Cummins uses exhaust gas recirculation technology on its ISX engines to meet the new low emissions standard.
As expected, the Cummins ISX with exhaust gas recirculation technology is the first heavy-duty diesel engine to be certified by the Environmental Protection Agency for production Oct. 1, the company announced in April.
Cummins said in March it expected the EPA to certify its engine as compliant with strict new emission standards, and expected to receive the official word this week. The achievement means Cummins will have an engine in production Oct. 1 that meets the emission standard outlined in a 1998 legal settlement engine makers made with the EPA. Under that agreement,
Cummins, Caterpillar, Detroit Diesel, Volvo, Mack and International Truck and Engine agreed to reduce engine emissions of nitrous oxides and hydrocarbons to 2.5 grams.
Cummins and most other engine makers have employed a system – EGR – used on some autos that takes exhaust out of the engine, cools it and pumps it back into the combustion chamber. The resulting combustion temperature is lower and produces less pollutants. But the engines also run hotter, are more complicated and dump more combustion byproducts such as soot into the engine oil. The price tag for the new engines is also expected to be higher.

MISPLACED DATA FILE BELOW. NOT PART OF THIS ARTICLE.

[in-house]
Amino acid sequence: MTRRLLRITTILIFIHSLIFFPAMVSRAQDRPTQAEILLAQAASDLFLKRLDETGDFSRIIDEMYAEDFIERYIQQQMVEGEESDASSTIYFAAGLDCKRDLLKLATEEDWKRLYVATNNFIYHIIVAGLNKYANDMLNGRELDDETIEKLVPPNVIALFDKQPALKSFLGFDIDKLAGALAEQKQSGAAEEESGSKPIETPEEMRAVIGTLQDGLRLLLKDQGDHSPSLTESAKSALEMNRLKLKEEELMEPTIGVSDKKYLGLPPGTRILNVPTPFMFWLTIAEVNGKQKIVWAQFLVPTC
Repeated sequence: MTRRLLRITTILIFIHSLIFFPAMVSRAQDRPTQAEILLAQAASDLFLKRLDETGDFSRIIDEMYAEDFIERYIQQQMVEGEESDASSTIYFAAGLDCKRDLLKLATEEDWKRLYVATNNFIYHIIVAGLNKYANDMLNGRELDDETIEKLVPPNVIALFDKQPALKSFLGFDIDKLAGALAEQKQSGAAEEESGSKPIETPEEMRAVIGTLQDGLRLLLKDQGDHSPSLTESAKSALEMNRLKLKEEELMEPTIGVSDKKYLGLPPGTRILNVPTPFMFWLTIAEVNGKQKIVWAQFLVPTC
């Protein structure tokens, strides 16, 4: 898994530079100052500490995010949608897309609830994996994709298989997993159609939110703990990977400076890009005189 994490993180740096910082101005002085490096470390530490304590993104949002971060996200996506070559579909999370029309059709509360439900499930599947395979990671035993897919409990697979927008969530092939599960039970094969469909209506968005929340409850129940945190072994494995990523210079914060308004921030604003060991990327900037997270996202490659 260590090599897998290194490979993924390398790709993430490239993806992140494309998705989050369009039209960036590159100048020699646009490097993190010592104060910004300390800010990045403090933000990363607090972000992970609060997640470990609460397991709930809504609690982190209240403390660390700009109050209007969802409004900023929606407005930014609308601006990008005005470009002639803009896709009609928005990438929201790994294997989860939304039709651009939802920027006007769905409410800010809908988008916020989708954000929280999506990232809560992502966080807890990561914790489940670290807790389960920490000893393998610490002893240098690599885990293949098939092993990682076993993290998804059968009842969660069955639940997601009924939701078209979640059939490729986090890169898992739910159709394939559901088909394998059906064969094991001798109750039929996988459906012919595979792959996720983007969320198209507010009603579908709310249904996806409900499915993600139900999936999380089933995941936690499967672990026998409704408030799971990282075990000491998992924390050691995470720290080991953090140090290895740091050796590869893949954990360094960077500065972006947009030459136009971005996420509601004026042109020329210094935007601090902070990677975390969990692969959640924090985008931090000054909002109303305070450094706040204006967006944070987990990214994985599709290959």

Caterpillar is taking a different approach, but has said it won’t be ready for the October deadline and faces stiff financial penalties from the EPA. Cat says it will have engines approved by the EPA and that those engines will be priced competitively.
The Cummins ISX engine was the first engine submitted to the EPA, and is the first to be certified. “Cummins did not enter into this consent decree lightly,” said Christine Vujovich, Cummins vice president, environmental policy. “Cummins made a significant investment in technology and product development to meet, on time, the requirements of our consent decree, which was specifically designed to establish a level playing field for all engine manufacturers who signed a consent decree.”
Cummins began field tests of the ISX engine in December 1999 and will have more than 6 million miles of on-highway vehicle field-testing and 115,000 hours of laboratory tests by Oct. 1, the company said.
EPA also affirmed Cummins’ use of auxiliary emission control devices, which can limit the effect of emission devices like EGR to protect the engine under certain operating conditions.
“The certification by the EPA of the first of our new engines proves beyond any doubt that we will provide a product line that will fulfill our commitment to meet the 2.5-gram NOx+NMHC standard,” said Joe Loughrey, Cummins executive vice president and president of its engine business. Cat has been joined by Detroit Diesel in appealing the deadline, even though Detroit says its EGR engine will be ready in October.